PĒTERIS VASKS (b.1946): Concerto for Viola and String Orchestra (World Premiere Recording), Symphony for Strings “Voices”.
Catalogue Number: 04V012
Format: SACD hybrid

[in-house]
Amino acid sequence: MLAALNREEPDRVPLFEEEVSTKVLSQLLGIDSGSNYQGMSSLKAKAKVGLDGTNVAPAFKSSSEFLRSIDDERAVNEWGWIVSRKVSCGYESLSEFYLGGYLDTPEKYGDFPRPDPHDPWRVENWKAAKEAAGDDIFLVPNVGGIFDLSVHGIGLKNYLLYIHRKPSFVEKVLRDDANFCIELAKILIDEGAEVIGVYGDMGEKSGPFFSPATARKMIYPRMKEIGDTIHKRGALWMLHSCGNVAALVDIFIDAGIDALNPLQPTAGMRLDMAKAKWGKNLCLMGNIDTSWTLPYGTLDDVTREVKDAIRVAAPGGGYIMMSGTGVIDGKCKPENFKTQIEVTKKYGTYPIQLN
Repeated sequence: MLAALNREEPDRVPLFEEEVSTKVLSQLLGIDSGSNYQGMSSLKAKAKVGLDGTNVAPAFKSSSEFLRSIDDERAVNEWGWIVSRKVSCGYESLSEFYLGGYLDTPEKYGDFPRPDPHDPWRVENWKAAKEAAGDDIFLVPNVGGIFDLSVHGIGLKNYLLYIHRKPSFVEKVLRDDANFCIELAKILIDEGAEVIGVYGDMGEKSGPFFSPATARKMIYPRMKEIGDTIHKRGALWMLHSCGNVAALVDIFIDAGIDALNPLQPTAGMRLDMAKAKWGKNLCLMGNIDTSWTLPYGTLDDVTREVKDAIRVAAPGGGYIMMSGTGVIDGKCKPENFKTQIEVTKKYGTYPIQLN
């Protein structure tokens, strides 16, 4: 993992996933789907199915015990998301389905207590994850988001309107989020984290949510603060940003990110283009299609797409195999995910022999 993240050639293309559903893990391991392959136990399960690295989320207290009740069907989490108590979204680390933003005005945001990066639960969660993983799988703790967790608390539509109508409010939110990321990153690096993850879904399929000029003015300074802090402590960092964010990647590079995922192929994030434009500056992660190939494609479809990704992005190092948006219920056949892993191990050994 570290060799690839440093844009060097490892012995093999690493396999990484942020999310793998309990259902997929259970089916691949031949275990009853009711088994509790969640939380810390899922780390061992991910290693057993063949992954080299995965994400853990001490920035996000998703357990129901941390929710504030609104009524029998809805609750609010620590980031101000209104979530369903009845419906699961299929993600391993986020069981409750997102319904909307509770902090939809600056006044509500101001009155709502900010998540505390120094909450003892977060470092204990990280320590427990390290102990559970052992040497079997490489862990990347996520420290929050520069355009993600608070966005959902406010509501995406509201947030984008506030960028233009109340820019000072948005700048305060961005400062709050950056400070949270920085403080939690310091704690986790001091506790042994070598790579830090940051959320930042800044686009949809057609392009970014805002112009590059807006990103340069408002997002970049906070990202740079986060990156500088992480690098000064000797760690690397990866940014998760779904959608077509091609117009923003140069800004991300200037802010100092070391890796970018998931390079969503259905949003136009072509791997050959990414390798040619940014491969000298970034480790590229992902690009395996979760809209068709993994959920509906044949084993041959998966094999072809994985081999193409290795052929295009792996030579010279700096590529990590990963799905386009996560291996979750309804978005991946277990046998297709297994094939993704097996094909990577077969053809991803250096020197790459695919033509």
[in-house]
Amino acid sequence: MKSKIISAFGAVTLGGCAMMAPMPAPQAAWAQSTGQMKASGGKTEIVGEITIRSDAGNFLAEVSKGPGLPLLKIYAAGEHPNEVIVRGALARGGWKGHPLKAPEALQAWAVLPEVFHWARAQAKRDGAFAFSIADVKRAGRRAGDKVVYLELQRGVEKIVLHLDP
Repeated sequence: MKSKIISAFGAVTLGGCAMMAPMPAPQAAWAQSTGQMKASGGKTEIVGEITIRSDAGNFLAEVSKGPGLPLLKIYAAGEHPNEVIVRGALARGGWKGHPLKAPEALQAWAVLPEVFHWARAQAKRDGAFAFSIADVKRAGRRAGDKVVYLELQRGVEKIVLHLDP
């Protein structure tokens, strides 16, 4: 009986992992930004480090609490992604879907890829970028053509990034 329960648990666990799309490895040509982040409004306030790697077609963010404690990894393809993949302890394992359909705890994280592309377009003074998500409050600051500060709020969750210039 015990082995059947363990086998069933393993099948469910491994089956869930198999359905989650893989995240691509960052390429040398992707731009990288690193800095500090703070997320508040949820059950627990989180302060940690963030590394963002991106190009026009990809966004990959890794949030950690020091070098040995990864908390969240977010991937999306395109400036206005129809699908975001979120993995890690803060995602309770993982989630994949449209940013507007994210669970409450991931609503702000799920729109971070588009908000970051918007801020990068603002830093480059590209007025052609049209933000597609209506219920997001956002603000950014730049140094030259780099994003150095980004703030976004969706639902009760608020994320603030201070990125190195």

Description: Vasks' first symphony is a powerful and remarkable work, which strangely seems not to have received a new recording since it was new, in the early 1990s. The unrest in the Baltic states as the Soviet Union collapsed occurred during the work's composition, and profoundly affected its trajectory. The first movement, gradually coalescing out of mysterious bass rumblings at the start, is a fine example of 'Baltic Slow Minimalism' as it used to be called when it was a new thing. Slow progressions of chords are underpinned by throbbing bass gestures. The second movement, "Voices of Life" is a nature-painting of burgeoning creation. A tumult of birdsong, graphically and imitatively depicted, emerges during a radiant sunrise. Out of this jubilant 'dawn chorus' a sinuous, Sibelian melody emerges. This swells into overlapping waves of surging texture which crash and give way to a resumption of the theme and its accompanying birdsong, this time developing into a majestic hymn. Growing in grandeur, but also in dissonance, this episode finally flares out in a blinding blaze of light. The finale, "Voice of conscience" brings the human events of the time into the foreground, beginning with an anguished, passionate outcry, and developing into a long-breathed, tormented lament reminiscent of Shostakovich. This is consumed in the flames of a screaming, dissonant cluster of voices, but is reborn from the ashes as a radiant meditation over a gently pulsating bass, finally fading to silence. The Viola Concerto (2014-15) represents the more traditionally neo-romantic style adopted by Vasks in his more recent works, while remaining instantly recognizable as his individual voice. A large work in four movements, it begins with an eloquent lament, followed by a joyful dancing 'scherzo' with a composed 'folk' theme. This movement has an extended cadenza, very much in the romantic virtuoso mood. The weightiest movement of the concerto follows. In a gloriously passionate, sweeping melodic exposition the viola leads the music into a radiant climax. The music becomes increasingly turbulent and combative, and the orchestra takes over in a desperate, despairing chant. A lengthy monologue for the soloist follows, meditating on the preceding tragedy and constantly hinting at the Dies irae. The orchestra supplies a brief valedictory coda. In the final Adagio the darkness returns, but now as a sheltering shroud, out of which the viola gradually, hesitantly, finds its way into the light. Sinfonietta Rīga; Maxim Rysanov (viola).